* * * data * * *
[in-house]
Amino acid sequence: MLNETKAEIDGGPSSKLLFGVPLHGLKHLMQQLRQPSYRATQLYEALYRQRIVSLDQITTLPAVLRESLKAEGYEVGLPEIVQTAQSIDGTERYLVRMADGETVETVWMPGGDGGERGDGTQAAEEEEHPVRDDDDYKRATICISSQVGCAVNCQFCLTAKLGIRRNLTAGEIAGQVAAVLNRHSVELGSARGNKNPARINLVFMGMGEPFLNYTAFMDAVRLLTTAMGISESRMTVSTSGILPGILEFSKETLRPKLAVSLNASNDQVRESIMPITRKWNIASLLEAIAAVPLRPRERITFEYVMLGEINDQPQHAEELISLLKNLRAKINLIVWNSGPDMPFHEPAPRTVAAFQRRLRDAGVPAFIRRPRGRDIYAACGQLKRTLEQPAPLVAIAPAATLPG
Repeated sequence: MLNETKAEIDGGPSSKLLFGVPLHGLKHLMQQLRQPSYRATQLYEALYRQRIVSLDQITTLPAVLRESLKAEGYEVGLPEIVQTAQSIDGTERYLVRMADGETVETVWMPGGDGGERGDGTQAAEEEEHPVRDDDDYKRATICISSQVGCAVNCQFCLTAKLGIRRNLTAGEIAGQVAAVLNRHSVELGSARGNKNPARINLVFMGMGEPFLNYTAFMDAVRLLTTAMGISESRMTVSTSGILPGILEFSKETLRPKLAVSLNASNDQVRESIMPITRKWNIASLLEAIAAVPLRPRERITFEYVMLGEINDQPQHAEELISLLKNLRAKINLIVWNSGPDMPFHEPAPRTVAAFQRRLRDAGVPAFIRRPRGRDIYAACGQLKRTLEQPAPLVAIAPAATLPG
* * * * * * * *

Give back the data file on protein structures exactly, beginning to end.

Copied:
[in-house]
Amino acid sequence: MLNETKAEIDGGPSSKLLFGVPLHGLKHLMQQLRQPSYRATQLYEALYRQRIVSLDQITTLPAVLRESLKAEGYEVGLPEIVQTAQSIDGTERYLVRMADGETVETVWMPGGDGGERGDGTQAAEEEEHPVRDDDDYKRATICISSQVGCAVNCQFCLTAKLGIRRNLTAGEIAGQVAAVLNRHSVELGSARGNKNPARINLVFMGMGEPFLNYTAFMDAVRLLTTAMGISESRMTVSTSGILPGILEFSKETLRPKLAVSLNASNDQVRESIMPITRKWNIASLLEAIAAVPLRPRERITFEYVMLGEINDQPQHAEELISLLKNLRAKINLIVWNSGPDMPFHEPAPRTVAAFQRRLRDAGVPAFIRRPRGRDIYAACGQLKRTLEQPAPLVAIAPAATLPG
Repeated sequence: MLNETKAEIDGGPSSKLLFGVPLHGLKHLMQQLRQPSYRATQLYEALYRQRIVSLDQITTLPAVLRESLKAEGYEVGLPEIVQTAQSIDGTERYLVRMADGETVETVWMPGGDGGERGDGTQAAEEEEHPVRDDDDYKRATICISSQVGCAVNCQFCLTAKLGIRRNLTAGEIAGQVAAVLNRHSVELGSARGNKNPARINLVFMGMGEPFLNYTAFMDAVRLLTTAMGISESRMTVSTSGILPGILEFSKETLRPKLAVSLNASNDQVRESIMPITRKWNIASLLEAIAAVPLRPRERITFEYVMLGEINDQPQHAEELISLLKNLRAKINLIVWNSGPDMPFHEPAPRTVAAFQRRLRDAGVPAFIRRPRGRDIYAACGQLKRTLEQPAPLVAIAPAATLPG